MINNEAPOLIS (WCCO) — Steve Fritz has been a student, basketball player, coach and administrator at St. Thomas for more than half a century and has up-close experience of the rivalry with St. John’s.

“You knew during warmups they were going to start, they were going to roll up the baskets, take the balls,” Fritz said. “Those were fun things. There’s always been little things that are part of the rivalry and part of the charm of the whole game.”

Not that there is genuine hatred between the two Catholic-based institutions.

“I don’t think down deep. I have very good friends up there, but they know we want to win every time out, and they do, too. … There’s a dislike in losing,” he said.

That was always evident when the Tommies and Johnnies squared off on the football field. More people would flock to this game than any other on the schedule, but nowhere near what’s happened in recent years with both schools running out nationally ranked teams.

Record-setting crowds at Clemens Stadium in Collegeville and gatherings twice the capacity of O’Shaughnessy Stadium in St. Paul have drawn national attention.

“Even though it was a great rivalry, and good teams, that you could ever imagine this would happen.”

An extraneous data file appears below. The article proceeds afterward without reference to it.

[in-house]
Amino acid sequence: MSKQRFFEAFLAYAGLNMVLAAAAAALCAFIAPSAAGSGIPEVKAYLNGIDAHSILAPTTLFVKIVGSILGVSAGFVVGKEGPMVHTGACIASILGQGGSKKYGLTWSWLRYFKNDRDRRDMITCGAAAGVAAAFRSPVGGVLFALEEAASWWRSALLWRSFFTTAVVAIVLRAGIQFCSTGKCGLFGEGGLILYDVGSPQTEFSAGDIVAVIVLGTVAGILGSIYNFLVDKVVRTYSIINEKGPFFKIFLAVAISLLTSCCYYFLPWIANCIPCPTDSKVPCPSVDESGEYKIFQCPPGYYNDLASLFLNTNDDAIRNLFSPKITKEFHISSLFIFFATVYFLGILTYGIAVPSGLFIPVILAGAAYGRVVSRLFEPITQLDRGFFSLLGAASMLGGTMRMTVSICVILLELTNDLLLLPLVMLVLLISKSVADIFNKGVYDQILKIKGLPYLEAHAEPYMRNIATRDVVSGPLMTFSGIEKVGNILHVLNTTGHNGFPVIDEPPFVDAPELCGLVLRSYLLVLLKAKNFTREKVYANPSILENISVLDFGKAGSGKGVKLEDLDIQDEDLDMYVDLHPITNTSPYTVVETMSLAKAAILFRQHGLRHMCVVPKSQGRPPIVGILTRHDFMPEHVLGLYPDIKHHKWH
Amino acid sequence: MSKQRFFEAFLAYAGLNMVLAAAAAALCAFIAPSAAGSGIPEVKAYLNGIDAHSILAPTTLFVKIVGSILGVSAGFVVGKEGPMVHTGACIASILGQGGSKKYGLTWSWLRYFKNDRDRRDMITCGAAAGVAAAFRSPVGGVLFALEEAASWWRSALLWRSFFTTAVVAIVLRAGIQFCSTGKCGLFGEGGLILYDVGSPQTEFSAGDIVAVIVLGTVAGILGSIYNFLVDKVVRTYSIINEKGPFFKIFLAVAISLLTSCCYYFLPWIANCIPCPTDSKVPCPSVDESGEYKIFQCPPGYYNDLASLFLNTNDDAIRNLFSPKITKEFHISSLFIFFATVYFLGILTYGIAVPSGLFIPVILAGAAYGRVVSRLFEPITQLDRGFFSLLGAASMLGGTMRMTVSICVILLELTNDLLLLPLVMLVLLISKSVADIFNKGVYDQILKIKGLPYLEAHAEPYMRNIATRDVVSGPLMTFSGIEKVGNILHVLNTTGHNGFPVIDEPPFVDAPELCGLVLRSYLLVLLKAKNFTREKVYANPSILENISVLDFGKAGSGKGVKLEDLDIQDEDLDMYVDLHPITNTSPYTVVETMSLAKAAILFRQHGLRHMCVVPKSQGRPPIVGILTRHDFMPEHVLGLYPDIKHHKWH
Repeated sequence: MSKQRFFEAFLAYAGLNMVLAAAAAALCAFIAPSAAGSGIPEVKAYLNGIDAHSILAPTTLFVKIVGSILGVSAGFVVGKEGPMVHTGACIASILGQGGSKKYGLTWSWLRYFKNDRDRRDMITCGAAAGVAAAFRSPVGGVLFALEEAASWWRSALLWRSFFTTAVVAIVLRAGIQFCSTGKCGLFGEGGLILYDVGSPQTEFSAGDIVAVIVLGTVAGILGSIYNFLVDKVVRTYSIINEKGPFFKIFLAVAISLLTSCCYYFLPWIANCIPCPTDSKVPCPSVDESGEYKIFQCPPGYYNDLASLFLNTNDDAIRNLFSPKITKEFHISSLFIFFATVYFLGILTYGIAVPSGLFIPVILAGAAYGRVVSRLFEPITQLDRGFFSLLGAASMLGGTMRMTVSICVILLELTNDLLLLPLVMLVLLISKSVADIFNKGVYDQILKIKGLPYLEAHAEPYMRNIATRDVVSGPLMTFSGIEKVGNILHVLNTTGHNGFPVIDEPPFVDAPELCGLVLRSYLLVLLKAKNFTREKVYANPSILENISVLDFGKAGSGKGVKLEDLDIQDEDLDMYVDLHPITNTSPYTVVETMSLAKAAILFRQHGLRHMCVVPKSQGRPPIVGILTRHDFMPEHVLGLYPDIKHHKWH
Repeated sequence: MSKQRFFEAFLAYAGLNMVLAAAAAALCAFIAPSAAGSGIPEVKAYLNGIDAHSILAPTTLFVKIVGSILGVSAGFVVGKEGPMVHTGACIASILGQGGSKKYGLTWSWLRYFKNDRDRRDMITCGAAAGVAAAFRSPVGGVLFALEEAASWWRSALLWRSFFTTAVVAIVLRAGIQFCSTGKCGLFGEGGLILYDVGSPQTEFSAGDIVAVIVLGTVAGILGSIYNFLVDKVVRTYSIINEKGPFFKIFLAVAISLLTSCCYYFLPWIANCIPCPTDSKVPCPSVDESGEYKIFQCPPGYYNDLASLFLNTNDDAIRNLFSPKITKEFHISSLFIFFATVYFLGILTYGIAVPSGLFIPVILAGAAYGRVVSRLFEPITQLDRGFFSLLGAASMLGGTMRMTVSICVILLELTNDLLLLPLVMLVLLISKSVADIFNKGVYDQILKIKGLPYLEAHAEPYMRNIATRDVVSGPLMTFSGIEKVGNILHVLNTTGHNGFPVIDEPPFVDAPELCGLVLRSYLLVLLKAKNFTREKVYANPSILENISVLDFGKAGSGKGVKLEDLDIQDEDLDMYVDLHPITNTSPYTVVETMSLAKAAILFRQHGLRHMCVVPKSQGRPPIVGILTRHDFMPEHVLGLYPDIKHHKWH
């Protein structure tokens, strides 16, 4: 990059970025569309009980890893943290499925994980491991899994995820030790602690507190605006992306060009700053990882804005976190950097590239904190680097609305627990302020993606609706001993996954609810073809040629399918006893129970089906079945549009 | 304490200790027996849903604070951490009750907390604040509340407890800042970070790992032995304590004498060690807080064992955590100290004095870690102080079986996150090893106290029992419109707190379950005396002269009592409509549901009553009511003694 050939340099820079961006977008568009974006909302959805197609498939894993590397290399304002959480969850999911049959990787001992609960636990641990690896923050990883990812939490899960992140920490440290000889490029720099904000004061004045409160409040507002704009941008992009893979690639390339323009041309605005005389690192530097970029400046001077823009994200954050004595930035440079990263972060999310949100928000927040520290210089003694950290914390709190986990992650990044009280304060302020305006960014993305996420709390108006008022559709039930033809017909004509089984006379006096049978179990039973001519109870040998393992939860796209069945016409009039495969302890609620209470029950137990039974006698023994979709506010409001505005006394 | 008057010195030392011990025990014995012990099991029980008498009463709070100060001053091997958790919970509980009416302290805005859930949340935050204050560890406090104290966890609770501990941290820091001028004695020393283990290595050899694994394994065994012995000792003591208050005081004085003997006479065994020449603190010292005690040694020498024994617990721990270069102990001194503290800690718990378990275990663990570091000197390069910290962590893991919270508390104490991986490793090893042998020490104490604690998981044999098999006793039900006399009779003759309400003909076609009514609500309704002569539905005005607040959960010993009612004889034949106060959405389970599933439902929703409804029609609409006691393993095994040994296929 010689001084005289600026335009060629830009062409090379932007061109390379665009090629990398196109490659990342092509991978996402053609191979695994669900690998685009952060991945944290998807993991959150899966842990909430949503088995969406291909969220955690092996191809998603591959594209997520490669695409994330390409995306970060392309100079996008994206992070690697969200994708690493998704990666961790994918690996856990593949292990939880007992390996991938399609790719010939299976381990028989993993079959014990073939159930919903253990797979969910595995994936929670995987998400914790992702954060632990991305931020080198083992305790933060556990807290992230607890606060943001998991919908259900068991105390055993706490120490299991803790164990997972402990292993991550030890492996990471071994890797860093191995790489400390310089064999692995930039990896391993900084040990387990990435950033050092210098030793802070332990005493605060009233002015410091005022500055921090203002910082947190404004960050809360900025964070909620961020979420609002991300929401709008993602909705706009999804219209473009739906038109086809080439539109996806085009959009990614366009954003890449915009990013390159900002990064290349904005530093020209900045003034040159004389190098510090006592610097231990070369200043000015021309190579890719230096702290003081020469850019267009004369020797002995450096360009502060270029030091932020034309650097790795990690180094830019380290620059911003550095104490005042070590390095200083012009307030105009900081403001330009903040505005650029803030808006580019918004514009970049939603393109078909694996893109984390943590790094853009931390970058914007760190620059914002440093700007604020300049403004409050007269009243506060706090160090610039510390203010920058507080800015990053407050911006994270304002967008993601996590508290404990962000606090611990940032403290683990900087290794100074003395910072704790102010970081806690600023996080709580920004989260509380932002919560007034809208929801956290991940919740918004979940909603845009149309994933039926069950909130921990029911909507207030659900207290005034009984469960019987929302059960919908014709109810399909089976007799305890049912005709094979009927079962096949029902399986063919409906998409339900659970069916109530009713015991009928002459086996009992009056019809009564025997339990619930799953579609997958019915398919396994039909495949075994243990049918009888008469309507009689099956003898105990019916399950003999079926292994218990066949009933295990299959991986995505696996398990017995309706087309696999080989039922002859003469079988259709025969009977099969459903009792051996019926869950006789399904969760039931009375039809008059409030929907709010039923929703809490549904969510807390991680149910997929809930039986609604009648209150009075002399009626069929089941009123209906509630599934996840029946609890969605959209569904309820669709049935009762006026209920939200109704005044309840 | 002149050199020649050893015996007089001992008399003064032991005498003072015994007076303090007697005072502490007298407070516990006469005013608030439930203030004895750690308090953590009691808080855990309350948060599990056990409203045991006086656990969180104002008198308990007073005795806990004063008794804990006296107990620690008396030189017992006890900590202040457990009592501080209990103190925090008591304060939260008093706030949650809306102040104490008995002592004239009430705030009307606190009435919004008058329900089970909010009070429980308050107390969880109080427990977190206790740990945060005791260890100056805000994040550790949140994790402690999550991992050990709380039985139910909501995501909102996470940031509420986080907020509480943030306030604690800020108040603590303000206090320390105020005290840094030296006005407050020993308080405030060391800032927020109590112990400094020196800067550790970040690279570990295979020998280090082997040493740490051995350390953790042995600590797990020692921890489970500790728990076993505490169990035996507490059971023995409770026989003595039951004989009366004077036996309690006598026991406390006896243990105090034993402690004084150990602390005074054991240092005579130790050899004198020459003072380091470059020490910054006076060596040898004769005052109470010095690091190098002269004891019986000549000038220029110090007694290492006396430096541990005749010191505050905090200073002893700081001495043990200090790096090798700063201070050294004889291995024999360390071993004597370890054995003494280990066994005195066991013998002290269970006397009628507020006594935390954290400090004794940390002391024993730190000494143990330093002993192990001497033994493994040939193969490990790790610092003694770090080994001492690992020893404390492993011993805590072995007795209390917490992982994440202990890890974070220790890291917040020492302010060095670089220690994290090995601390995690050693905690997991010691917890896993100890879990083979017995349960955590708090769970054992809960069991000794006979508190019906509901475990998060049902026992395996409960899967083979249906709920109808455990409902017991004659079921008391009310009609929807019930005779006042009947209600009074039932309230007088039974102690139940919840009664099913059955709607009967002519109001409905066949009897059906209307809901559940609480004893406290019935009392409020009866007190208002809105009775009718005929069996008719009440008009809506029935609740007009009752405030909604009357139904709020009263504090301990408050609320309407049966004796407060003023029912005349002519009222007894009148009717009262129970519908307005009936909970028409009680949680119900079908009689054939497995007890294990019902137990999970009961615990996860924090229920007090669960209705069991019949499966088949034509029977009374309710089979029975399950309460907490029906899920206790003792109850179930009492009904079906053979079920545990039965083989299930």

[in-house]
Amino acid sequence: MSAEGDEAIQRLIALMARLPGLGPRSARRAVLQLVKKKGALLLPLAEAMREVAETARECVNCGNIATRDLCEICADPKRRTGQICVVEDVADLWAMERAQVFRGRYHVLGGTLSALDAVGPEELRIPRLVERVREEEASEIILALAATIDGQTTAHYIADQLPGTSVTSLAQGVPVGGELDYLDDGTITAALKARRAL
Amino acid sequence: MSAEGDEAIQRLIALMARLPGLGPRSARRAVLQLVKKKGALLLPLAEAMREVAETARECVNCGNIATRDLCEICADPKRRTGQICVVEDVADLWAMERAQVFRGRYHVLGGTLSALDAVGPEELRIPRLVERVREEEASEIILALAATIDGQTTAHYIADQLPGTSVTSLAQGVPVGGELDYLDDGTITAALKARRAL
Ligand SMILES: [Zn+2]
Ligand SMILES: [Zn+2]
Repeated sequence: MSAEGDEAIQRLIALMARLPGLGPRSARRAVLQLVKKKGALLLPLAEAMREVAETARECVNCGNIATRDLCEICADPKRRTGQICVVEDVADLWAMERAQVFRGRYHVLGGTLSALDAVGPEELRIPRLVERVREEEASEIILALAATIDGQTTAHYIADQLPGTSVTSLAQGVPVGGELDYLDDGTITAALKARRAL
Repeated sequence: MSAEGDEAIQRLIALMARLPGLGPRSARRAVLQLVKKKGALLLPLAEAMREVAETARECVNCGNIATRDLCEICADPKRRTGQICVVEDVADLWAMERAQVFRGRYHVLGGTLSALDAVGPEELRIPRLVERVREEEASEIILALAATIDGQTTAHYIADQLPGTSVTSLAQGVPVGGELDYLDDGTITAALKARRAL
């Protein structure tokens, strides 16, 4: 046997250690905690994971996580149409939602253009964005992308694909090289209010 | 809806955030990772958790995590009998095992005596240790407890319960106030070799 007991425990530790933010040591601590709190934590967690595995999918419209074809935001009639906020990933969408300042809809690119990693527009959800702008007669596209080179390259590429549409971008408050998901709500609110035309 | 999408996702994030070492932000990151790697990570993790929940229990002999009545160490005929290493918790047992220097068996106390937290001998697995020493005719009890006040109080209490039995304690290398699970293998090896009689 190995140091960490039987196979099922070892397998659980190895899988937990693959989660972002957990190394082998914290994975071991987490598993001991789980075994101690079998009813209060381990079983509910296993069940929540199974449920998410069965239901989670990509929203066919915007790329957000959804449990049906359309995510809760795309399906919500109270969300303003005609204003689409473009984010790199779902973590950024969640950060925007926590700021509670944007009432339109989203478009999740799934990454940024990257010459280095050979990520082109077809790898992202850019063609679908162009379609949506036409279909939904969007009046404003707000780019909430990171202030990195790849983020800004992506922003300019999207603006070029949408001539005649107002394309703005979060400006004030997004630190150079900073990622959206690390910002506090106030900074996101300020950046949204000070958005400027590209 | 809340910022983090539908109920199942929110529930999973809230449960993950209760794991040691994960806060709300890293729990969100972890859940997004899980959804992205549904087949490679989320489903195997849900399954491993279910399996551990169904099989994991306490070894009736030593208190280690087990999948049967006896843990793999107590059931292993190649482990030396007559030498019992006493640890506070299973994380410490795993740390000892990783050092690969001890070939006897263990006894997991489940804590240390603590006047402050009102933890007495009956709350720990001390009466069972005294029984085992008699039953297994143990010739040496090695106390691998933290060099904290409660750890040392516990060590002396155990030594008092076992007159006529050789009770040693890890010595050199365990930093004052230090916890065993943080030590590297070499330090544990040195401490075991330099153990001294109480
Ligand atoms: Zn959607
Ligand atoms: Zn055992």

This being the first-ever football game at Target Field, which the Twins were itching to stage. The schedules finally aligned, and the game was set. Fritz and just about everyone else knew they’d sell a lot of seats, but they didn’t think it would be this many

“When we got into this, I think we were hoping maybe we’d get 20,000,” said Fritz, who noted that breaking the national attendance record for a Division III football game wasn’t the intent.

Ticket sales are past the 34,000 mark less than two days before the game. That’s nearly twice the crowd that’s currently believed to be the D-III record.

“Can you imagine that? It should be such a great experience for the kids involved and everybody else, too.”

St. John’s already has said it won’t give up a home football game at Clemens Stadium in Collegeville, site of some of the largest D-III crowds ever, most of them with St. Thomas on the other side of field.

“We’ll review a lot of things after this is over,” said Fritz. “The reality is, this has become a big event, and we are landlocked.”

He’s talking about O’Shaughnessy Stadium and the St. Thomas campus, tucked into its St. Paul neighborhood. The stadium, built in the 1940s, seats somewhere around 5,000, with portable bleachers brought in when the Johnnies comes to town. That more than doubles the capacity and strains the tight quarters of the stadium and campus.

“I don’t know what our upper limit is,” said Fritz. “If you have a regular basis where you have bigger numbers, we probably, maybe have to look at some other opportunities off-campus, too.”

That could mean the new soccer stadium in St. Paul, or the Vikings’ practice facility in Eagan. All that will have to wait until after Saturday’s Target Field date, one of Minnesota’s most anticipated football games in recent memory.


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